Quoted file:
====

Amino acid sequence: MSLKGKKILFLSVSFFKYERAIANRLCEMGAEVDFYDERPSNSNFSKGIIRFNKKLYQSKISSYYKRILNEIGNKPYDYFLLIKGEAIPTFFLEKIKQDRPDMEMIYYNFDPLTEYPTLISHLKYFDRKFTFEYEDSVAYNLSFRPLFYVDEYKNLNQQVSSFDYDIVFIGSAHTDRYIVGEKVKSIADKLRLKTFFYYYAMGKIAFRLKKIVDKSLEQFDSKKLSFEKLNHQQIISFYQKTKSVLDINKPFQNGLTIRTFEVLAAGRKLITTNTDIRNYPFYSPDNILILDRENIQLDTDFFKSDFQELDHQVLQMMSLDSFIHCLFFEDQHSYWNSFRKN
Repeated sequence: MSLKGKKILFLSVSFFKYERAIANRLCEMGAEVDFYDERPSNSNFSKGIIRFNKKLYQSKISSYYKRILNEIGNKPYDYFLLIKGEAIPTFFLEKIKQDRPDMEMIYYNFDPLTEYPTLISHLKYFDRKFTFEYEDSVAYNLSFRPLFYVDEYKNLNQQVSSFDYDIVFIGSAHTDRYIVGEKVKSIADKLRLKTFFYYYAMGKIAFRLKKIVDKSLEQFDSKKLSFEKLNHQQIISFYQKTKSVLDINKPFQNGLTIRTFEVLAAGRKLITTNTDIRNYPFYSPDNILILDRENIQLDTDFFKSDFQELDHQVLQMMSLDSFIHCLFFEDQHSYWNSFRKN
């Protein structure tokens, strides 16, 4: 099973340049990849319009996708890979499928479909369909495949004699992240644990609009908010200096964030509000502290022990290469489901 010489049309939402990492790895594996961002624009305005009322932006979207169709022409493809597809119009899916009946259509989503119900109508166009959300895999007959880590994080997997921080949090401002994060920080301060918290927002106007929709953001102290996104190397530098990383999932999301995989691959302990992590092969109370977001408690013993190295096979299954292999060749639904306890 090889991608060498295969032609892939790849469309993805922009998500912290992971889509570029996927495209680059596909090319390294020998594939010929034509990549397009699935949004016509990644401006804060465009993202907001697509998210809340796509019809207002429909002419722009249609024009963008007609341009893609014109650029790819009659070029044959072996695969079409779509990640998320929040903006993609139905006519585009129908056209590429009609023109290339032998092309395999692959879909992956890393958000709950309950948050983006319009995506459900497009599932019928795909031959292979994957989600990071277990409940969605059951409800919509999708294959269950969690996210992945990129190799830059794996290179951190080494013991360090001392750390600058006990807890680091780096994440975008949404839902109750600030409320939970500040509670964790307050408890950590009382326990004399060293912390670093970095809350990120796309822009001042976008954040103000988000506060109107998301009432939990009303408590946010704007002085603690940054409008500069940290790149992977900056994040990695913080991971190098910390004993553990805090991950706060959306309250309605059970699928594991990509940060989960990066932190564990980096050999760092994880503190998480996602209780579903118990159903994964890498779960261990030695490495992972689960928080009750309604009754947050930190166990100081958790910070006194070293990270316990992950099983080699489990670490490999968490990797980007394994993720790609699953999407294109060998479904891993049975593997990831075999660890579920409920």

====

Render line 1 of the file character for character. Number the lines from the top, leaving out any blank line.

Amino acid sequence: MSLKGKKILFLSVSFFKYERAIANRLCEMGAEVDFYDERPSNSNFSKGIIRFNKKLYQSKISSYYKRILNEIGNKPYDYFLLIKGEAIPTFFLEKIKQDRPDMEMIYYNFDPLTEYPTLISHLKYFDRKFTFEYEDSVAYNLSFRPLFYVDEYKNLNQQVSSFDYDIVFIGSAHTDRYIVGEKVKSIADKLRLKTFFYYYAMGKIAFRLKKIVDKSLEQFDSKKLSFEKLNHQQIISFYQKTKSVLDINKPFQNGLTIRTFEVLAAGRKLITTNTDIRNYPFYSPDNILILDRENIQLDTDFFKSDFQELDHQVLQMMSLDSFIHCLFFEDQHSYWNSFRKN